The only way to end administrative bloat, then, is to cut off its sources of funding. Students, parents, states, and the federal government must reward efficiency and real academic activity on campus, not ever-growing administrative activity.

See Thru Edu is a project of the Texas Public Policy Foundation

Thomas K. Lindsay, Ph.D., Editor in Chief and Director, Center for Higher Education, Texas Public Policy Foundation

An Army of Low-Level Administrators

In 2010, Jay P. Greene released an eye-opening report, “Administrative Bloat at American Universities: The Real Reason for High Costs in Higher Education.” He wrote: “Between 1993 and 2007, the number of full-time administrators per 100 students at America’s leading universities grew by 39 percent, while the number of employees engaged in teaching, research or […]

Yes, STEM majors earn more

We all know the conventional wisdom: STEM majors earn more than humanities and liberal arts majors. Year after year, parents and pundits exhort students to choose practical majors so they can get good jobs, pay off their student loans, and prosper in a modern economy. But how much truth is there in the conventional wisdom? […]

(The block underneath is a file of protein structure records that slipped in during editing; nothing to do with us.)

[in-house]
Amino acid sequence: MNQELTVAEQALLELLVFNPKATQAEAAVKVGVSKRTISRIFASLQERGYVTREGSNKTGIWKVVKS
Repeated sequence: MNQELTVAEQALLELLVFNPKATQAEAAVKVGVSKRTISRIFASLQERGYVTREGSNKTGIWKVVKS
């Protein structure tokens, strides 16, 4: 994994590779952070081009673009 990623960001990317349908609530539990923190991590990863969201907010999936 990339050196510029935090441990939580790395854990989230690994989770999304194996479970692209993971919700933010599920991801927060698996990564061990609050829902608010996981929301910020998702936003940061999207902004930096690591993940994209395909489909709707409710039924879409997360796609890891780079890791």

Reform Group Proposes Big Changes to College Athletics

College sports are ripe for reform. If adopted, the Drake Group’s proposals will go a long way to combat the increased commercialization of college athletics and put the “student” back in student-athlete.

Adult Students Are the New Normal

America’s image of college students as 18-year-olds ambling through leafy quads or attending weekend football games is woefully out of date.

An Alternative Pathway to Employment

Many students who would be otherwise disinterested in higher education force themselves to attempt college with the hope that it will help them get a foot in the door to a good job. Now, a new company, Strive Talent, is offering some of those reluctant students an alternative path to employment.

A Crisis of Confidence? Or something more fundamental?

Only a third of students believe they will graduate with the skills and knowledge to be successful in the job market (34 percent) and in the workplace (36 percent). Just half (53 percent) believe their major will lead to a good job.